11. Henry Flagler. Co-founder of Standard Oil with J.D. Rockefeller in 1870 when he was 40, parsimonious Henry Flagler griped about paying the bill for a one-of-a-kind silver tea service but traveled in a luxurious private rail car. He built The Breakers, Palm Beach’s 5-star hotel that says about itself, “Once you stay, you’ll understand.” When a teenager, Flagler left Hopewell, New York, with 9¢ and a lucky French coin in his pocket. By the time he and his third wife Mary Lily moved into Whitehall, now a Palm Beach not-to-be-missed attraction opened to the public, he had left Standard and was on to new ventures like developing Florida by building a railroad dotted with his hotels extending from Jacksonville to Key West. Miami just missed being named Flagler City. Flagler almost single-handedly created Florida’s tourism and agriculture industries. Whitehall was a wedding gift to his wife & the Flagler’s summer home used only for a few weeks during “The Season.”
12. Jackie Gleason. Although he was born in Brooklyn, this actor/comedian whose long career was dominated by one iconic role, Ralph Kramden in The Honeymooners, permanently moved his TV show to Florida in 1964 and lived in Hialeah for the rest of his life. Portly and a chain smoker, Gleason died in 1987 and is buried in Doral at Our Lady of Mercy Cemetery. His 8,000 square feet Florida house is currently for sale at $2.4 million.
13. Dwight Gooden. During a 16 year baseball career (1984-2000) studded with accomplishment–Rookie of the Year, 3 time World Series Champ, etc.–Gooden was golden. However, those and subsequent years were trouble plagued. Born in Tampa, Florida in 1964, Gooden didn’t lose his Florida connection. In 2002 he was arrested in Tampa and charged with driving while intoxicated. In 2003 he was arrested for driving with a suspended license. In 2005 he punched a girlfriend after she threw a telephone at him. In 2005 he was stopped by Tampa police for driving erratically and drove off during questioning. Gooden famously chose prison over rehab and served time in Tampa’s Hillsborough County Jail getting out in 2006.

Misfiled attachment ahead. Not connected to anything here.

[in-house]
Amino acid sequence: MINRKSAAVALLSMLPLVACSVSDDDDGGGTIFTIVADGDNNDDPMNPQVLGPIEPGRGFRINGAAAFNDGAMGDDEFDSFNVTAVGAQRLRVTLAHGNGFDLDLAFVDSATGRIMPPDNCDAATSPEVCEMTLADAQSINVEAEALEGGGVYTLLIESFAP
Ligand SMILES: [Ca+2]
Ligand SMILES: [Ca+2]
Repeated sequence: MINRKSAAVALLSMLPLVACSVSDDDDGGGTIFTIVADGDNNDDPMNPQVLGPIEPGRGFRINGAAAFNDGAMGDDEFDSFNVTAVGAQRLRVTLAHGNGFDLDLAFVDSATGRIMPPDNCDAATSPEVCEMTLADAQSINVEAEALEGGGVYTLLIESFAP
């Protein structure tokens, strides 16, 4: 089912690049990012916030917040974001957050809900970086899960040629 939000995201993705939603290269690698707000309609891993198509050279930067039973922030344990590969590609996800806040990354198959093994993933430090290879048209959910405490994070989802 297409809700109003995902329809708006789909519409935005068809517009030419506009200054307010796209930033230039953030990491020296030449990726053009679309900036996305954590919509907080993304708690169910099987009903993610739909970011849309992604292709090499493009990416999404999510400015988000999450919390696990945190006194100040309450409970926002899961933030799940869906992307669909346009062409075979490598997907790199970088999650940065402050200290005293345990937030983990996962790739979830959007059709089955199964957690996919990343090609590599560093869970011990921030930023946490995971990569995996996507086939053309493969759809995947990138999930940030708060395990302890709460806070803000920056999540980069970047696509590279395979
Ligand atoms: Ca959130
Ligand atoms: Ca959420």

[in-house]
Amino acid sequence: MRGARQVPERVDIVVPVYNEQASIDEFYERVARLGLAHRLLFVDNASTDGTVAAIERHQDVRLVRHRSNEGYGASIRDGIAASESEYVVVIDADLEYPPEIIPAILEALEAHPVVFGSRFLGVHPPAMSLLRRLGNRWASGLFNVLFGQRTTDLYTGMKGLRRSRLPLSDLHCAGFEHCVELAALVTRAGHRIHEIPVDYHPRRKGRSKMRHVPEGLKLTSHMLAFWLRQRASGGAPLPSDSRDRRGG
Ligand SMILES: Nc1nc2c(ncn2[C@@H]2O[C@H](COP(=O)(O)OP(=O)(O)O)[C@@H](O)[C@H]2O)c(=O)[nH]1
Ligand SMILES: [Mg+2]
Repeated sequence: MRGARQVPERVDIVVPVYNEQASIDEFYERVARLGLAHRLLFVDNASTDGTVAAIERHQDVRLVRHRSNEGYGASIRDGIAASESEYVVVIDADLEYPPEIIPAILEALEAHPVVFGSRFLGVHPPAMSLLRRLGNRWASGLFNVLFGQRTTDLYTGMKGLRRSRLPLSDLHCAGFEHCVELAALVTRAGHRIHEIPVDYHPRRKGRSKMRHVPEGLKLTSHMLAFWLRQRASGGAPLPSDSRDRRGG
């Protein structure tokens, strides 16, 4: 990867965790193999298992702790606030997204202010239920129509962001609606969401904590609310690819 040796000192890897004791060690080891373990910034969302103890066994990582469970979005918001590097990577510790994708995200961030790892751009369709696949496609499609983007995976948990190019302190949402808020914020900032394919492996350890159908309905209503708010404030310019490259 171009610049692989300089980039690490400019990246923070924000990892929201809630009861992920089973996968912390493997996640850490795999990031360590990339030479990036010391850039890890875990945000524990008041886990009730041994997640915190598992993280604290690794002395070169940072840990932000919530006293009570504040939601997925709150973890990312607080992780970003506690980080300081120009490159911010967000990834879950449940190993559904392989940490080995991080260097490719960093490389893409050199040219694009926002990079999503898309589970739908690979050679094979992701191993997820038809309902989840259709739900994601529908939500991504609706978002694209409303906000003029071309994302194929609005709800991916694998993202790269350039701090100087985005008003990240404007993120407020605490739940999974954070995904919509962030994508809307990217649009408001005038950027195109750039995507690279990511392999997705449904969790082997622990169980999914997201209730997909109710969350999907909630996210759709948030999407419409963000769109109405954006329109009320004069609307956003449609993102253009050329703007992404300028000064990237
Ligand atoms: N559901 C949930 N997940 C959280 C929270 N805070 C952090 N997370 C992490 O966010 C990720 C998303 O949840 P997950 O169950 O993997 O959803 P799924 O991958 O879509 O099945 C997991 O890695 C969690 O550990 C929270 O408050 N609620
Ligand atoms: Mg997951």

14. Debbie Harry. Miami born Harry is best known as singer/songwriter for Blondie (“Heart of Glass”), but she’s also had a notable, under-the-radar film career. Associated with more than 40 documentaries and regular features like Hairspray, Cop Land, and Videodrome, Harry has proved to be an adept actor. imdb.com lists 54 titles as actress for Harry. Her most recent album, Panic of Girls with Blondie, was released in 2011, and she’s currently on tour with them. Harry might be another candidate for the role of Norma Desmond. In October, 2012, just before the national election she was quoted as saying that she believes we’ve been invaded by aliens who have “reduced the intelligence level of the entire f…. country to cement.”
15. Ernest Hemingway. This writer lived in Key West, Florida, between 1931 and 1939. The house is still a landmark tourist attraction famous for its 6 & 7 toed cats (really). However, the cats weren’t Hemingway’s. He had peacocks. He wrote the Snows of Kilimanjaro in Florida. Hemingway said that living in Key West was like living in a foreign country, and he was right.